BP engineers finished pouring cement into the top of company’s stricken Gulf of Mexico oil well yesterday, the final step of a the static kill to plug the gusher. Once that cement hardens, engineers will begin pumping more mud into the bottom of the well through one of two relief wells being drilled nearby. That will ensure the well is sealed for good.
The BP oil spill began with an explosion aboard the Deepwater Horizon on April 20. According to government estimates, 4.9 million barrels of crude escaped from the well before a containment device was placed over it on July 15. Though oil is no longer pouring into the Gulf, cleanup is nowhere near finished.
It’s not entirely clear what the next step will be. According to the Associated Press, federal officials have said crews will shove mud and cement through the 18,000-foot relief well, which should be completed within weeks. Retired Coast Guard Adm. Thad Allen, who is overseeing the federal response to the spill, has said crews can’t be sure the area between the inner piping and outer casing has been plugged until the relief well is complete.
But in recent days, BP has refused to commit to pumping cement down the relief well, the Associated Press said, saying only that it will be used in some fashion. In the end, it could simply be used to test that the well is plugged.
The Associated Press points out that the well could still be worth a fortune to BP. Though the company has said it wouldn’t use the relief wells to produce oil, it would not comment on the possibility of drilling there again or selling rights to the well to another company.
Regardless of what happens, the fact still remains that the Gulf Coast faces a massive cleanup, and experts believe it will be years before the environment recovers. Earlier this week, the government touted a report which purported that 75 percent of the oil that gushed into the sea had already disappeared, saying most of it had been captured, burned off, evaporated or broken down in the Gulf. However, those claims were met by skepticism in many quarters.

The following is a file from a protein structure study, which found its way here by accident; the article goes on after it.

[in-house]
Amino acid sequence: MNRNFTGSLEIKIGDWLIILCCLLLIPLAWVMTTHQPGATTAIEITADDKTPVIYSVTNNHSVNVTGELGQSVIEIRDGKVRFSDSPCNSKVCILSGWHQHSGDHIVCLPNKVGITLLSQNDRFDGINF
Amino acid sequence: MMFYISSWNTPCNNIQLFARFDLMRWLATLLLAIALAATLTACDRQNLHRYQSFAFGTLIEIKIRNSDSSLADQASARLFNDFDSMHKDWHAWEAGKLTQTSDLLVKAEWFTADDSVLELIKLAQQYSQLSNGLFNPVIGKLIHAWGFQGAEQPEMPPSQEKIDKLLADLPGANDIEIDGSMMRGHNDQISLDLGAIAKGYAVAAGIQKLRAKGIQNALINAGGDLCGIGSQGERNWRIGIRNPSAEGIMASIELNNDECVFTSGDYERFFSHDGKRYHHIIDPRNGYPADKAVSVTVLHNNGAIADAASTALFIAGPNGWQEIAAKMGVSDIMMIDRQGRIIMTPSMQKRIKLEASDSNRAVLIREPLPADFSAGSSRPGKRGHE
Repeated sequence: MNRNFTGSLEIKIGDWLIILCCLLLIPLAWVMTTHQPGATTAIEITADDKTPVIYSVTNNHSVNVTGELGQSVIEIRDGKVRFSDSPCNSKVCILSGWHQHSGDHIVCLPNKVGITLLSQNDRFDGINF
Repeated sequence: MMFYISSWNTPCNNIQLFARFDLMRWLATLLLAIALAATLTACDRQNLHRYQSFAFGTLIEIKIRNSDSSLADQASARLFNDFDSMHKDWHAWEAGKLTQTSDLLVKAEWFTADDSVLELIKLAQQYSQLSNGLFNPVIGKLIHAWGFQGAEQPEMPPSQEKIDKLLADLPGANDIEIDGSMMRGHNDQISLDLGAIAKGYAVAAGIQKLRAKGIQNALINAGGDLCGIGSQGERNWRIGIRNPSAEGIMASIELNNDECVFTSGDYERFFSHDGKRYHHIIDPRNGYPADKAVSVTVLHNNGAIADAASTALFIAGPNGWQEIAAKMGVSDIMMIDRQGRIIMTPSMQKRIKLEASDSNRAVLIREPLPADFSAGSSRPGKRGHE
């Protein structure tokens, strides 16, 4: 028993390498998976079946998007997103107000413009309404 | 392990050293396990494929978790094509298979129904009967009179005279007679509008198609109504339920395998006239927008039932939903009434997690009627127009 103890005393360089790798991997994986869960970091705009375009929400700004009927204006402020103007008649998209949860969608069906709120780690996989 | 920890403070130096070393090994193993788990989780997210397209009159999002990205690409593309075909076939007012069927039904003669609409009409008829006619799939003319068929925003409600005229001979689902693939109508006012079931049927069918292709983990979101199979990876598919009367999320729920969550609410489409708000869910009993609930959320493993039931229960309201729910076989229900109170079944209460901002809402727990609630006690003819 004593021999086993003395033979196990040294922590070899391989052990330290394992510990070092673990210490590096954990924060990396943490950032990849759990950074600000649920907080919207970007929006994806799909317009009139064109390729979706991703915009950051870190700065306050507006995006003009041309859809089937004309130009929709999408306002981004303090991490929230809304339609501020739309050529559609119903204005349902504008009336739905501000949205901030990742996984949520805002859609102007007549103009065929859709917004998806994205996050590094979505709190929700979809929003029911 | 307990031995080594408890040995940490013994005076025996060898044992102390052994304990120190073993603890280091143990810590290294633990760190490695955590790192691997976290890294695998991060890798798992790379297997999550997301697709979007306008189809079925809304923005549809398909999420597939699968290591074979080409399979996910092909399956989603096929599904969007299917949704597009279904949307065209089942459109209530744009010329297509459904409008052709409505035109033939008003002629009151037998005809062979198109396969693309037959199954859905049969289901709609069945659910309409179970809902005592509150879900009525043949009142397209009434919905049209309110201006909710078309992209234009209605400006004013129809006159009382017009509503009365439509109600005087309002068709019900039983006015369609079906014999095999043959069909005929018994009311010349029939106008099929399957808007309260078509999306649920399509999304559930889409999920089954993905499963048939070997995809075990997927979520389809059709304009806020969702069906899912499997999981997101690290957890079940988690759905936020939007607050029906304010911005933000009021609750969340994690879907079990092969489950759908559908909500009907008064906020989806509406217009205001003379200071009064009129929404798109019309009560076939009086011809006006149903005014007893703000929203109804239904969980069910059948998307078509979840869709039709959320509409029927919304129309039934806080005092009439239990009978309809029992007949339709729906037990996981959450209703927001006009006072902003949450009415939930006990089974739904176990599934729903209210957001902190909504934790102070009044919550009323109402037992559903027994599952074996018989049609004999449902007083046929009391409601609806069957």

Even if that figure is correct, it means 53 million gallons of oil remain. Thatâ€™s five times more oil than what was spilled during the 1989 Exxon Valdez disaster.
According to the Associated Press, crews are still finding a lot of oil along the shore. Much of it is getting trapped in marshes, making it extremely difficult to clean up.
“The good news is people are seeing less oil, but the bad news is the oil trapped in the marshes is moving out with the tides and sticking on the marsh cane,” Maura Wood, an oceanographer with the National Wildlife Foundation, told the Associated Press. “And that could kill it.”
Rear Adm. Paul Zukunft, the government’s on-scene coordinator, told the Associated Press that Coast Guard responders are not seeing much crude on the water’s surface. But he added: “We can’t turn a blind eye … If we don’t see oil, I’m not assuming it doesn’t exist.”